Hello NotebookLM: Google Docs Gets a Research Assistant

NotebookLM can summarize content, answer questions and yield insights

Ben Wodecki, Jr. Editor

July 13, 2023

1 Min Read
Image: Google

At a Glance

  • Google unveils NotebookLM, an AI tool that learns from user content to generate summaries, answer questions, yield insights.
  • It can be used to parse through specific Google Docs, with more formats coming later.

After teasing the AI application at its developer conference in May, Google is finally rolling out NotebookLM, an experimental language model designed to be a virtual research assistant.

Previously called Project Tailwind, NotebookLM can summarize facts, explain complex ideas and brainstorm — all based on the content that users selected. At its core is Google’s large language model PaLM 2.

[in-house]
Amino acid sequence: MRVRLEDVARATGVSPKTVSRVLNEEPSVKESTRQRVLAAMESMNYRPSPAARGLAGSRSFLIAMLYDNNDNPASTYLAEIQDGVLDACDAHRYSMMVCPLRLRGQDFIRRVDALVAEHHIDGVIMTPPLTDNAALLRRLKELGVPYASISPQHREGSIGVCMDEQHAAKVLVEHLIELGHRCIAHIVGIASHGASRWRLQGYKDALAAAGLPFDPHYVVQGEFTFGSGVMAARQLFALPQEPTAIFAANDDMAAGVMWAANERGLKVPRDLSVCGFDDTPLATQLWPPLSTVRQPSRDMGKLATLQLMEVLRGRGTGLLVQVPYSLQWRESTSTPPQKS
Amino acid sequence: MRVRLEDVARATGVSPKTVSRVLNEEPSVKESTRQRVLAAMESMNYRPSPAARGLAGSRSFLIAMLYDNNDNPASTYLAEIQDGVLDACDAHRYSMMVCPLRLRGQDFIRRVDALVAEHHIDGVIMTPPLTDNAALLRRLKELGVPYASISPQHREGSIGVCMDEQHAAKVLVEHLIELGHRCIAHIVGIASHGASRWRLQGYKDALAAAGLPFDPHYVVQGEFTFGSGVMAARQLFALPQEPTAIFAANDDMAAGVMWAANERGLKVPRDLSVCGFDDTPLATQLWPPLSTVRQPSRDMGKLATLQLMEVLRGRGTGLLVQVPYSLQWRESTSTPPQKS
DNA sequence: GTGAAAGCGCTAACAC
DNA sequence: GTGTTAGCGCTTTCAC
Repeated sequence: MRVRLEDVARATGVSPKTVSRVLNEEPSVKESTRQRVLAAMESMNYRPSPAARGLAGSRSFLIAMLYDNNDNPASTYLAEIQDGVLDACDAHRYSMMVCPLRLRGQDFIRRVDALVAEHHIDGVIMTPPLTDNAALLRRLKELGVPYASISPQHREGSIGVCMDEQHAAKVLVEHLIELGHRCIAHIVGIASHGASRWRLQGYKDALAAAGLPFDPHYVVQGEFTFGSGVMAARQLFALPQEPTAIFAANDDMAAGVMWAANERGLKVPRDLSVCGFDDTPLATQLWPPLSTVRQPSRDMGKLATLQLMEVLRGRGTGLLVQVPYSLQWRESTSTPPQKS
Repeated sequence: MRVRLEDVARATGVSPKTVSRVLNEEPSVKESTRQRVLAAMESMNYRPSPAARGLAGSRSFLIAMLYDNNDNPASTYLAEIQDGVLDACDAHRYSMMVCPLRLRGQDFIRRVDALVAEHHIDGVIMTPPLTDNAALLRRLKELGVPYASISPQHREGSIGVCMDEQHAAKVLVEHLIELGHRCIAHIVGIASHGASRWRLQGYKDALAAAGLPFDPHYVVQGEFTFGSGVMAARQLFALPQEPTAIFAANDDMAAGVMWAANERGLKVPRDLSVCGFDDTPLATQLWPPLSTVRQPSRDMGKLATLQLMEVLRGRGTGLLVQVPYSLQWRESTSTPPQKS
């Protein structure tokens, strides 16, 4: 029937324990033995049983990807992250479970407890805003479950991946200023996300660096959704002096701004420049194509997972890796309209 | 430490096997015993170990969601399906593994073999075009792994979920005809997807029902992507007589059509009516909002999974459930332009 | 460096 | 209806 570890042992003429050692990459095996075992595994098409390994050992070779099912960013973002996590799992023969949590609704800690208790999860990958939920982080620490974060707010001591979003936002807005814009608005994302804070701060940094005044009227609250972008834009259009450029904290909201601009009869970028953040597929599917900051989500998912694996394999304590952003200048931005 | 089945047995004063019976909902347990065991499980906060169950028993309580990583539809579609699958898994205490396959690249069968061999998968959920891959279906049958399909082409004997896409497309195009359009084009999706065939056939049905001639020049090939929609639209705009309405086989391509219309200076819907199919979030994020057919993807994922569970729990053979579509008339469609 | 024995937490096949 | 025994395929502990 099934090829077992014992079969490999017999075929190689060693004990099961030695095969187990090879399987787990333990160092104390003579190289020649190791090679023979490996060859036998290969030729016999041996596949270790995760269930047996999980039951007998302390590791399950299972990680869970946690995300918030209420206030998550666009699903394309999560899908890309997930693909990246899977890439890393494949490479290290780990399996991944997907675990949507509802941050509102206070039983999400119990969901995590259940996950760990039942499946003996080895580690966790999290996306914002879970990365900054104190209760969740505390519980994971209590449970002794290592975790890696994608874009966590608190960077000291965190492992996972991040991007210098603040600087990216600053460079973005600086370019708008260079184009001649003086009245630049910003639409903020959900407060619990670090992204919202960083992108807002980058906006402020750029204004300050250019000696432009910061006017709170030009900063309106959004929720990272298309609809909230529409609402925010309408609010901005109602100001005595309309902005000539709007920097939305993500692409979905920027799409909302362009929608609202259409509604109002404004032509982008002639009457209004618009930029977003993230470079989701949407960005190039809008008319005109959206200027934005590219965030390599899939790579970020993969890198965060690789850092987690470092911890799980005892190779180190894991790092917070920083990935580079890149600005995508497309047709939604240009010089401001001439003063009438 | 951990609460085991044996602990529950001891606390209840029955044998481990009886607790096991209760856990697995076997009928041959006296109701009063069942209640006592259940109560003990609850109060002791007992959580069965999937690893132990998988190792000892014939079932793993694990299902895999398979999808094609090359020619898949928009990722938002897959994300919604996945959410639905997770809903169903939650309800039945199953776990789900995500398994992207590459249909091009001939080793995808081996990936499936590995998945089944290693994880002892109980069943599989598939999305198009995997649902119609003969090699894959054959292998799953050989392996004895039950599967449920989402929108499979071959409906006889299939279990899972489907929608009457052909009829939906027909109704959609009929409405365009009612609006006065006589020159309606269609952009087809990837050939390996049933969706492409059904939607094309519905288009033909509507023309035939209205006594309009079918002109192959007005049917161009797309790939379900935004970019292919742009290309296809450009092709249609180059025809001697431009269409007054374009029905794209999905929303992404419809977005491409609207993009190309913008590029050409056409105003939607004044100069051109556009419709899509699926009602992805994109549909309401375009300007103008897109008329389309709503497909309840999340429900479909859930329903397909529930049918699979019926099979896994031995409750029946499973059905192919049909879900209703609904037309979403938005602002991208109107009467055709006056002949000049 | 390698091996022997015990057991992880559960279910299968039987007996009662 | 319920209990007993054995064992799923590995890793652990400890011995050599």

There is waitlist to try it out, but only for U.S. users for now.

Compared to ChatGPT, NotebookLM can be ‘grounded’ by specific documents or notes – starting with select Google Docs files, with other formats coming later. Notably, NotebookLM only has access to the source material that users selected.

By being grounded, NotebookLM learns from the users’ content to create outlines, yield insights, and answer questions about the documents. For example, a science student can upload class notes and ask questions about them.

As it is grounded in a user’s content, NotebookLM reduces the model's ability to hallucinate – or generate incorrect facts or figures, according to Google. However, the team behind it stressed that users should still fact-check the AI’s responses against original source materials. Google said NotebookLM provides citations for its answers to make it easier to do so.

Read more about:

ChatGPT / Generative AI

About the Author(s)

Ben Wodecki

Jr. Editor

Ben Wodecki is the Jr. Editor of AI Business, covering a wide range of AI content. Ben joined the team in March 2021 as assistant editor and was promoted to Jr. Editor. He has written for The New Statesman, Intellectual Property Magazine, and The Telegraph India, among others. He holds an MSc in Digital Journalism from Middlesex University.

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